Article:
Kremlin agents meddled in Florida election with eyes on presidential race: indictment
Russia's President Vladimir Putin chairs a meeting in the Kremlin in Astrakhan on June 4, 2014 [AFP]

A federal grand jury charged four U.S. citizens and three Russian nationals with working with Kremlin intelligence services to conduct a multiyear political influence campaign.

The superseding indictment alleges that Russian national Aleksandr Viktorovich Ionov, founder of the Anti-Globalization Movement of Russia (AGMR), used his organization under the direction of the Russian Federal Security Service (FSB) and three Moscow-based intelligence officers to recruit, fund and direct pro-Kremlin propaganda within the U.S. with the help of four Florida-based activists.

Ionov recruited four St. Petersburg members of the African People’s Socialist Party and the Uhuru Movement, which have been active in civil rights for decades in Florida, and another political group in California to generate support for Russia's annexation of Ukraine and other Kremlin priorities.

The indictment charges APSP chairman and founder Omali Yeshitela, APSP group leader Penny Joanne Hess, APSP member and former St. Petersburg mayoral candidate Jesse Nevel; and APSP leader and Black Hammer founder Augustus C. Romain Jr., also known as Gazi Kodzo.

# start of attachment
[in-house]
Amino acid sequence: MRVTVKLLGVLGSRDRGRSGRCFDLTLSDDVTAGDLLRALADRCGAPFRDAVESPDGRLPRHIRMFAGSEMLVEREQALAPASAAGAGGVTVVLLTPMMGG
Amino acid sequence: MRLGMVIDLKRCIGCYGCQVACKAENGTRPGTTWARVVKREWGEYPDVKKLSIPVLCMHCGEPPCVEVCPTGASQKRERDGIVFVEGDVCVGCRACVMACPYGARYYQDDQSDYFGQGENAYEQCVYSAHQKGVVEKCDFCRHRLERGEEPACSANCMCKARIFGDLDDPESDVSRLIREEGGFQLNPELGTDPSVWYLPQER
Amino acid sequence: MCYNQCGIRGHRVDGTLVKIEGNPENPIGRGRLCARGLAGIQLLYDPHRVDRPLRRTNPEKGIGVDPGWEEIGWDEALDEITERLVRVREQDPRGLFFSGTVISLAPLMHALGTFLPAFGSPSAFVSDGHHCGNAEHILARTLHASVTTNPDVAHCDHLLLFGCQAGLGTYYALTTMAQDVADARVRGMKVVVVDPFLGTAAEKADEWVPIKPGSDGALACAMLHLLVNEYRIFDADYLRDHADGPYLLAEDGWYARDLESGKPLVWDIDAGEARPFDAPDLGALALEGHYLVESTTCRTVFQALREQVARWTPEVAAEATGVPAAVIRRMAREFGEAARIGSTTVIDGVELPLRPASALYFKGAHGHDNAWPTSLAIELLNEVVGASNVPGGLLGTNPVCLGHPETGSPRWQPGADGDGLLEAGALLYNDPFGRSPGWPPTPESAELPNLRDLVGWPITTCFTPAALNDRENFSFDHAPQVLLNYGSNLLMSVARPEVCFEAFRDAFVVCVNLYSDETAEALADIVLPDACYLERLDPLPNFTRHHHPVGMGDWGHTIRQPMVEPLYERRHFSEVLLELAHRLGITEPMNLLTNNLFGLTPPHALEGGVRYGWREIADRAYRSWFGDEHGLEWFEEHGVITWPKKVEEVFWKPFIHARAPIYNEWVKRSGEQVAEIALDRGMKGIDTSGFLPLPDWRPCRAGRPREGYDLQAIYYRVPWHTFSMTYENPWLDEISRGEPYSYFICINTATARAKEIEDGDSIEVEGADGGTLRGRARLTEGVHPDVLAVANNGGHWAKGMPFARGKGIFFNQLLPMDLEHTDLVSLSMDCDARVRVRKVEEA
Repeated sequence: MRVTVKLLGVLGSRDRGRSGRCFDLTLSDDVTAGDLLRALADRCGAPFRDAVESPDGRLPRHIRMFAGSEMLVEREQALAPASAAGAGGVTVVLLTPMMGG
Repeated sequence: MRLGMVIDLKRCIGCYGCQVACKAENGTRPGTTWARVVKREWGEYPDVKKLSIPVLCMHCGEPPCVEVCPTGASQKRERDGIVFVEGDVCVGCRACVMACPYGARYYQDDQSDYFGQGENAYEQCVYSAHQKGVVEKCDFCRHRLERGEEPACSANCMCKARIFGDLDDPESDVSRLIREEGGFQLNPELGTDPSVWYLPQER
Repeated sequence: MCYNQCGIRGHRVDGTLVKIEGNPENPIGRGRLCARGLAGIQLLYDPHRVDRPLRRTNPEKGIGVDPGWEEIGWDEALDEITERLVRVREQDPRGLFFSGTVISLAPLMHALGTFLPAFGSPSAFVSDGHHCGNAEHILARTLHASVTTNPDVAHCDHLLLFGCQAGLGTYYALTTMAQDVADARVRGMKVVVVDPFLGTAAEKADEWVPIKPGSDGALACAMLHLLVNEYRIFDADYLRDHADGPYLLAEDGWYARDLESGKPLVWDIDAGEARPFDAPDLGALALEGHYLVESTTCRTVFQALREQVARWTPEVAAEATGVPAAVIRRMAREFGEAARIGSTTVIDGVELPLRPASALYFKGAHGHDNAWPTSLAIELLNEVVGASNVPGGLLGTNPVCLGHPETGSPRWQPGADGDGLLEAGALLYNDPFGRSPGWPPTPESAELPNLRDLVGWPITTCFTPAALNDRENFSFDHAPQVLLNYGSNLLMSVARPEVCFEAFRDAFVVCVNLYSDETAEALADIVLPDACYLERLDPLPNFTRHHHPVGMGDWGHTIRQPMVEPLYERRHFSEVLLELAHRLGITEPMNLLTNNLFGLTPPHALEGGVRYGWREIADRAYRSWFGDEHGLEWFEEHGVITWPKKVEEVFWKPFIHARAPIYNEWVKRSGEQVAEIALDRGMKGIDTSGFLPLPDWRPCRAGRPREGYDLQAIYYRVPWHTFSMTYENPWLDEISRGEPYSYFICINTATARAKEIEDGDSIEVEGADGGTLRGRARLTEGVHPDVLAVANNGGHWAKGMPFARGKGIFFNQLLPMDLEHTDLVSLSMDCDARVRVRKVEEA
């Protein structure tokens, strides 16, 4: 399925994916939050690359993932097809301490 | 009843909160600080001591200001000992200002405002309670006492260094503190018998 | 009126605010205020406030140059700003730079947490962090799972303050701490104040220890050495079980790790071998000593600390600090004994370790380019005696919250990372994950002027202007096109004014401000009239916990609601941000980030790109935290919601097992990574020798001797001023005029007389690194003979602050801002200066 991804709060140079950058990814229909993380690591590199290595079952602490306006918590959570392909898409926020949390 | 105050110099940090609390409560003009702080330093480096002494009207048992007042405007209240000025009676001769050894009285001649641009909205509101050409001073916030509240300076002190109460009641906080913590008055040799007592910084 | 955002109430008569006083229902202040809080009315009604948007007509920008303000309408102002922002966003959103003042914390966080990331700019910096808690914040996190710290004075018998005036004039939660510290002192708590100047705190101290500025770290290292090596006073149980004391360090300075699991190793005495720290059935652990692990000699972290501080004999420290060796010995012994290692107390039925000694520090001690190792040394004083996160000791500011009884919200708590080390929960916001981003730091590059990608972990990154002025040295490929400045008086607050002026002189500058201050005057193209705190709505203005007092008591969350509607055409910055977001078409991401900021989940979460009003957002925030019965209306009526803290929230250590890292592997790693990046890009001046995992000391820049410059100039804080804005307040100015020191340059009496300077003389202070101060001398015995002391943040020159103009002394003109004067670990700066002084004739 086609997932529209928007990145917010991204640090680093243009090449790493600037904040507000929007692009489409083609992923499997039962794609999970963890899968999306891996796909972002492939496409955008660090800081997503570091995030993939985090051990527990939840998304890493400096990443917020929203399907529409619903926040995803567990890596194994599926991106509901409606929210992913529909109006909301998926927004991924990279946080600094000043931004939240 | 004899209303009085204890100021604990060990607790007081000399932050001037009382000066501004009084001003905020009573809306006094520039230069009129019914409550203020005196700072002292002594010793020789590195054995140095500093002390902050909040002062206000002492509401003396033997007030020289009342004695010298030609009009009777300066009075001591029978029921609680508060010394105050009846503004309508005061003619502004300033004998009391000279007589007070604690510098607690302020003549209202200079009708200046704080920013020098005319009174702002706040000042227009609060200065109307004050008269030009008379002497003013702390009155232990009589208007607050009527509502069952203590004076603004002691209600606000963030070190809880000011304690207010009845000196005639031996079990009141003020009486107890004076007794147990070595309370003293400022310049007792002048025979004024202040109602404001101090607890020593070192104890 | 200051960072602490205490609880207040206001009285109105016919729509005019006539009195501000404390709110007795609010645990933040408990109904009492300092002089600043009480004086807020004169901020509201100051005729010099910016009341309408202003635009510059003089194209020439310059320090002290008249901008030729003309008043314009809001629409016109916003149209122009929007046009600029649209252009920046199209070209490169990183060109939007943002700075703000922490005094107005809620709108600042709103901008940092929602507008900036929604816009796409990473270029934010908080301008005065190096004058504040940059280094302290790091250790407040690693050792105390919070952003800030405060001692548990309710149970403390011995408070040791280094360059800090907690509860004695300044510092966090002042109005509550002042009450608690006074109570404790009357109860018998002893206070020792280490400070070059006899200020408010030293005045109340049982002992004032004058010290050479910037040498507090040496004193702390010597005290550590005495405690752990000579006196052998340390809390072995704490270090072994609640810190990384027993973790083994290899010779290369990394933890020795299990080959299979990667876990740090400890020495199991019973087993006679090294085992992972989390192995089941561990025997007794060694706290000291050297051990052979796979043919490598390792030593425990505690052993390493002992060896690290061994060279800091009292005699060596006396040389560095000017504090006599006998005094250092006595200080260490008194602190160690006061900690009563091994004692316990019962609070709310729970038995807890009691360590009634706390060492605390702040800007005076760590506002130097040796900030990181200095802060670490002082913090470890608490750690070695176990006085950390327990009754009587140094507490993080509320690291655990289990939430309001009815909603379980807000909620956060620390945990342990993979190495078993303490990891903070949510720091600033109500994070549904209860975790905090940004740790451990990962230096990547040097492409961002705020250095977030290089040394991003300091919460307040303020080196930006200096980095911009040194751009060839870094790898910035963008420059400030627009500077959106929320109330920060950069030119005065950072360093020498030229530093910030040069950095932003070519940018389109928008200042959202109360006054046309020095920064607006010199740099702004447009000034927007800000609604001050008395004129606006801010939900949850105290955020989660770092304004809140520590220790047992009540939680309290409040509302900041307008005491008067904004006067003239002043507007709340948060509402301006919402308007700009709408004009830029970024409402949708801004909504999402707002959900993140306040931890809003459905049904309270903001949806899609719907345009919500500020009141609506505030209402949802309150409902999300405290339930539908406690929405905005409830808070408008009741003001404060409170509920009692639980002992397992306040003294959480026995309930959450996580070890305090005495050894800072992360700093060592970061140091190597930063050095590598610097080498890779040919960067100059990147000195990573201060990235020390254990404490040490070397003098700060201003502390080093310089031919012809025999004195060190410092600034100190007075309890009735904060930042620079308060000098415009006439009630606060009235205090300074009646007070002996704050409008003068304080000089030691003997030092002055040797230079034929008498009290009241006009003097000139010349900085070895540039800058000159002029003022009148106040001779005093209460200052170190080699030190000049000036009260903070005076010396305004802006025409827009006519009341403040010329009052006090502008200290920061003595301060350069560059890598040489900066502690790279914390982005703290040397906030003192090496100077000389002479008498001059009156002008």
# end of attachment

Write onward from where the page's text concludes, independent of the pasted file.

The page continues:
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The operation also involved Moscow-based FSB officers Aleksey Borisovich Sukhodolov and Yegor Sergeyevich Popov, who were also charged in the indictment.

Ionov, Sukhodolov and Popov allegedly conspired to secretly fund and "supervise" a local 2019 race in St. Petersburg, which Popov referred to as "our election campaign," hoped that those efforts would extend beyond that cycle and eventually include the U.S. presidential election -- the FSB’s “main topic of the year.”

The operation also worked to create the appearance of American popular support for Russia's annexation of Ukraine, which included a video statement from Yeshitela congratulating the Russia-backed breakaway state called Donetsk People’s Republic, and APSP frequently hosted Ionov on video conferences to discuss the Kremlin invasion of Ukraine.

Ionov, Sukhodolov, Popov, Yeshitela, Hess, Nevel and Romain were charged with conspiring to have U.S. citizens act as illegal agents of the Russian government within the U.S. without providing prior notification to the attorney general, as required by law, which carries a maximum penalty of five years in prison if convicted.

Yeshitela, Hess and Nevel are also charged with acting as agents of Russia within the U.S. without such prior notification, which carries a possible 10-year term if convicted.